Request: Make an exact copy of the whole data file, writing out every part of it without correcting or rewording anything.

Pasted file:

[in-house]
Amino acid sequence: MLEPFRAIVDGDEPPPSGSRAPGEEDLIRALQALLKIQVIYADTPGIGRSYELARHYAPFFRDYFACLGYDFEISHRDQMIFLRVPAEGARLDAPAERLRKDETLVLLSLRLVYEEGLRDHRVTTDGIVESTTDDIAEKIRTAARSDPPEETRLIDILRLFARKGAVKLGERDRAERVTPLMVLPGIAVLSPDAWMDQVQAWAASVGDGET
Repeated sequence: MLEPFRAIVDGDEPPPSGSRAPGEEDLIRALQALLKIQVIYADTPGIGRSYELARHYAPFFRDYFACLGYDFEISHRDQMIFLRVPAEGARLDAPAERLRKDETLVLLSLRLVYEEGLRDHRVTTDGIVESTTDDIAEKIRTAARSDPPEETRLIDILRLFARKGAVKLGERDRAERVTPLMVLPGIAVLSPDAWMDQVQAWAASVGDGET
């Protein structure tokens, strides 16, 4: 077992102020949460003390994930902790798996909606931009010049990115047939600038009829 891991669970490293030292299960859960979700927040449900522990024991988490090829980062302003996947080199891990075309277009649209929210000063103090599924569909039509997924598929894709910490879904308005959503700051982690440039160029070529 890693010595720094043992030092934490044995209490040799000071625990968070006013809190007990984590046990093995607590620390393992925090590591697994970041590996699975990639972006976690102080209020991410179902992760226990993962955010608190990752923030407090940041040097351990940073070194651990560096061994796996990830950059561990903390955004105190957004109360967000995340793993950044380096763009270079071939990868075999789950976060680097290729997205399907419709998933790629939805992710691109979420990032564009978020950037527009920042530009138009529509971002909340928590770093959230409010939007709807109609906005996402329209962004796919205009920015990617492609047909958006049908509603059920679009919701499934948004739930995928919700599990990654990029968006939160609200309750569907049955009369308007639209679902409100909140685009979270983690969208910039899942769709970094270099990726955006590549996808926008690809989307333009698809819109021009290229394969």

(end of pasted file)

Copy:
[in-house]
Amino acid sequence: MLEPFRAIVDGDEPPPSGSRAPGEEDLIRALQALLKIQVIYADTPGIGRSYELARHYAPFFRDYFACLGYDFEISHRDQMIFLRVPAEGARLDAPAERLRKDETLVLLSLRLVYEEGLRDHRVTTDGIVESTTDDIAEKIRTAARSDPPEETRLIDILRLFARKGAVKLGERDRAERVTPLMVLPGIAVLSPDAWMDQVQAWAASVGDGET
Repeated sequence: MLEPFRAIVDGDEPPPSGSRAPGEEDLIRALQALLKIQVIYADTPGIGRSYELARHYAPFFRDYFACLGYDFEISHRDQMIFLRVPAEGARLDAPAERLRKDETLVLLSLRLVYEEGLRDHRVTTDGIVESTTDDIAEKIRTAARSDPPEETRLIDILRLFARKGAVKLGERDRAERVTPLMVLPGIAVLSPDAWMDQVQAWAASVGDGET
């Protein structure tokens, strides 16, 4: 077992102020949460003390994930902790798996909606931009010049990115047939600038009829 891991669970490293030292299960859960979700927040449900522990024991988490090829980062302003996947080199891990075309277009649209929210000063103090599924569909039509997924598929894709910490879904308005959503700051982690440039160029070529 890693010595720094043992030092934490044995209490040799000071625990968070006013809190007990984590046990093995607590620390393992925090590591697994970041590996699975990639972006976690102080209020991410179902992760226990993962955010608190990752923030407090940041040097351990940073070194651990560096061994796996990830950059561990903390955004105190957004109360967000995340793993950044380096763009270079071939990868075999789950976060680097290729997205399907419709998933790629939805992710691109979420990032564009978020950037527009920042530009138009529509971002909340928590770093959230409010939007709807109609906005996402329209962004796919205009920015990617492609047909958006049908509603059920679009919701499934948004739930995928919700599990990654990029968006939160609200309750569907049955009369308007639209679902409100909140685009979270983690969208910039899942769709970094270099990726955006590549996808926008690809989307333009698809819109021009290229394969």